Reversible Cerebral Vasoconstriction Syndrome Associated with Infundibular Dilation
KeywordsReversible cerebral vasoconstriction syndrome, sudden-onset severe headache
Background: Reversible cerebral vasoconstriction syndrome (RCVS) is defined as a clinical and radiological syndrome that comprises a group of disorders characterized by sudden-onset severe headache and segmental vasoconstriction of the cerebral arteries with resolution within 3 months.
Case presentation: A 51-year-old female patient with a 2-week history of sudden-onset severe headache, visual disturbances and cerebellum; no relevant imaging findings, except for an infundibular dilation at the origin of the posterior communicating artery, and so, angiography was performed. When symptoms persisted, a new imaging study was carried out with findings of RCVS as the cause of the symptoms from the beginning.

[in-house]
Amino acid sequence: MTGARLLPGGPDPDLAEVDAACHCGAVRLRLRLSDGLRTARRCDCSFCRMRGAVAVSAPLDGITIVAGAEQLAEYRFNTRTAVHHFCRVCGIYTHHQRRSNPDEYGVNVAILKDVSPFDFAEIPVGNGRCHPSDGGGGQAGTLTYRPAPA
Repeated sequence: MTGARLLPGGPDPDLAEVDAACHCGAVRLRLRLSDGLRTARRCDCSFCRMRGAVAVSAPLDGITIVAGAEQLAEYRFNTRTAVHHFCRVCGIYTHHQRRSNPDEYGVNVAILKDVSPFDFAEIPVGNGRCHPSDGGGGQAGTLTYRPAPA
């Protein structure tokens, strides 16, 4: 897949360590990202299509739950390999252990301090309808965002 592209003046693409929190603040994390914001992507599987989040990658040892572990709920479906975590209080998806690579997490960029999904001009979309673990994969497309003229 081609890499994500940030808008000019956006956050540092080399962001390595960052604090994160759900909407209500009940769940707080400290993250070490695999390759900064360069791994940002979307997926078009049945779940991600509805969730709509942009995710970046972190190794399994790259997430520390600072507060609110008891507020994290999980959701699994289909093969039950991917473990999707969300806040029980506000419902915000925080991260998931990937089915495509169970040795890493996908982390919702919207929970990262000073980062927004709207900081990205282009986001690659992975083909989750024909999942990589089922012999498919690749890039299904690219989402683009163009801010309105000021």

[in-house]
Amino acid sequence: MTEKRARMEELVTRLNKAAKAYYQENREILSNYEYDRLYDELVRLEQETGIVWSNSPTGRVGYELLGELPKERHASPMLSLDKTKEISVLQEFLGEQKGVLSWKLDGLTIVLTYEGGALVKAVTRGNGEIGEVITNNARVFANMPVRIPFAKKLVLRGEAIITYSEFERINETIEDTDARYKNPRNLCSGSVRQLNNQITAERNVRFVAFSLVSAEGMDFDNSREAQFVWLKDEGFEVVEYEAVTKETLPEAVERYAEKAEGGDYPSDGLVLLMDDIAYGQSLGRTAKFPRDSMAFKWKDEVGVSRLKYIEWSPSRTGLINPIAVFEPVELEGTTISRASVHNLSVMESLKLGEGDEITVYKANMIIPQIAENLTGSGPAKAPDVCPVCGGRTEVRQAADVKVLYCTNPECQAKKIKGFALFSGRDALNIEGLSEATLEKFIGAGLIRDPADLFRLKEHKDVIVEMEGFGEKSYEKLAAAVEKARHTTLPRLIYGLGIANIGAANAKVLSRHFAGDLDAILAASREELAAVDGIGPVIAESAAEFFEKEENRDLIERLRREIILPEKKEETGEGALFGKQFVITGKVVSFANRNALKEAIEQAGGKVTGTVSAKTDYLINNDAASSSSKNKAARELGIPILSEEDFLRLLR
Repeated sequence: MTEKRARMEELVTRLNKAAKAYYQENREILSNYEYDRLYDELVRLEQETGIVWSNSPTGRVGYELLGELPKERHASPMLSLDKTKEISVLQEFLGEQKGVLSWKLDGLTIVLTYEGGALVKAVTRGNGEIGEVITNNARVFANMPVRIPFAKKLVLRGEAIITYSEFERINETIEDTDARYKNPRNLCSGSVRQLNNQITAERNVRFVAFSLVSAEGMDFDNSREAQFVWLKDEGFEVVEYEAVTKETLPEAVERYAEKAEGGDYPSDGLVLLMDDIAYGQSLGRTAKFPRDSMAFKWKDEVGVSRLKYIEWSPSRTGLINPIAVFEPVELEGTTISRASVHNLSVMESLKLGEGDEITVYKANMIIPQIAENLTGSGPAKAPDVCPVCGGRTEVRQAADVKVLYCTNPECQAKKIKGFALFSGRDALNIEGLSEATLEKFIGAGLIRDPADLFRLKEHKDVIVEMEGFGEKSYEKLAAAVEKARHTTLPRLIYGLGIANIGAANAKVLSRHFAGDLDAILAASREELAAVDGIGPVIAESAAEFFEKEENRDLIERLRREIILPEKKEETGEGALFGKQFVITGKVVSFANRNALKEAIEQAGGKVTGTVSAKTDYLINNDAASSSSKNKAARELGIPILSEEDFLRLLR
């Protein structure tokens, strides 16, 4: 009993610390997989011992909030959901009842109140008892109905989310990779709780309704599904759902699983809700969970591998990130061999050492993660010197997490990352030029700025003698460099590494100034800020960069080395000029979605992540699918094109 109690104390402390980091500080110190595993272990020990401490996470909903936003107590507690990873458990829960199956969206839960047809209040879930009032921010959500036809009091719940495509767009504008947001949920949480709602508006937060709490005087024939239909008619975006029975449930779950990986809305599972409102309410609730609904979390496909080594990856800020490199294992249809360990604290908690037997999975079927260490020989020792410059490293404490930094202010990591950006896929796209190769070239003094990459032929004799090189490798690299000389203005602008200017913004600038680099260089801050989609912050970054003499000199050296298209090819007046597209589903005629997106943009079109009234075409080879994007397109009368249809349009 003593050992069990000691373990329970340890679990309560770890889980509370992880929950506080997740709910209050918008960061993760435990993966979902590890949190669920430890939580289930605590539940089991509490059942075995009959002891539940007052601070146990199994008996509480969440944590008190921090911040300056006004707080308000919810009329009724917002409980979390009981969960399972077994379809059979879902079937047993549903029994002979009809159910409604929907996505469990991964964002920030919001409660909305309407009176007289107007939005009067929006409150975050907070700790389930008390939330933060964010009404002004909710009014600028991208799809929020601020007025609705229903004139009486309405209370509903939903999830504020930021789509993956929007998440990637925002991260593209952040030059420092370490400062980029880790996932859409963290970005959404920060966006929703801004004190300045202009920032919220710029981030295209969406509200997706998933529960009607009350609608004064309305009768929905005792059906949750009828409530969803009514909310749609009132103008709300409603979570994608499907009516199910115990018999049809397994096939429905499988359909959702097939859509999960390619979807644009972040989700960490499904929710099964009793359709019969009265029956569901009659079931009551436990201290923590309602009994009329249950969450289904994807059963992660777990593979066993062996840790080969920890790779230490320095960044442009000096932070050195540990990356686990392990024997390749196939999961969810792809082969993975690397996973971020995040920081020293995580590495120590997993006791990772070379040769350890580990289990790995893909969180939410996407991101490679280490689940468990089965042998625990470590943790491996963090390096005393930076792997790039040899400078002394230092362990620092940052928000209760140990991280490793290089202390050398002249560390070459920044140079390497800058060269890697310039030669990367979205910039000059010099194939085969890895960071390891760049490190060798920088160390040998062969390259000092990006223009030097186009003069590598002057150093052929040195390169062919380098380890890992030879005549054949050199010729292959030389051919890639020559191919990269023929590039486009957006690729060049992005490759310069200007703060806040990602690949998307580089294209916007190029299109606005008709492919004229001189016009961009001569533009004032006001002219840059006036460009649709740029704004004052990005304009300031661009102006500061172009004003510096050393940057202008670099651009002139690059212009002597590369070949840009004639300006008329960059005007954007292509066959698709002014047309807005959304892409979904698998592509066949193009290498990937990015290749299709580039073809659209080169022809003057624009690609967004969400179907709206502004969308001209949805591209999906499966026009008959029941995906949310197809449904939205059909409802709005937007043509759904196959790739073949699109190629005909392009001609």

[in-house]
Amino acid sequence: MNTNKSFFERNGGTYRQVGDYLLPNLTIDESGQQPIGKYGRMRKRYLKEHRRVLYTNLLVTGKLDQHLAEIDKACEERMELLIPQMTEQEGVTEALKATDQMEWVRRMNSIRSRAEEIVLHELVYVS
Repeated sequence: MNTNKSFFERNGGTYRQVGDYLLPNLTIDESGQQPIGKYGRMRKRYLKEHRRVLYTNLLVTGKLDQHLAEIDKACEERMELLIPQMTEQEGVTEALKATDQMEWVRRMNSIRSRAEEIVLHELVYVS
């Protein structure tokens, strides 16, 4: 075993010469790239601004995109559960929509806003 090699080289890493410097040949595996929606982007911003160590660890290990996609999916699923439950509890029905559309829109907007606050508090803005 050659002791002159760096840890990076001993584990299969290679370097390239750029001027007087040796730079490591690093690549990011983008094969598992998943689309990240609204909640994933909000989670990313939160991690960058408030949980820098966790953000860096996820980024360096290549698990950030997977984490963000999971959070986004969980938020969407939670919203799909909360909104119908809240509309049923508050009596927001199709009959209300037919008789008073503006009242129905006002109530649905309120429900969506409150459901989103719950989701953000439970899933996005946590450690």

Conclusions: Findings of RCVS can be obtained in various vasculopathies of the nervous system and vasculitis, being misdiagnosed, and so, clinical suspicion is essential; if vasoconstriction is not demonstrated on the initial image and other diagnoses have been excluded, the patient should be managed as having possible or probable RCVS.
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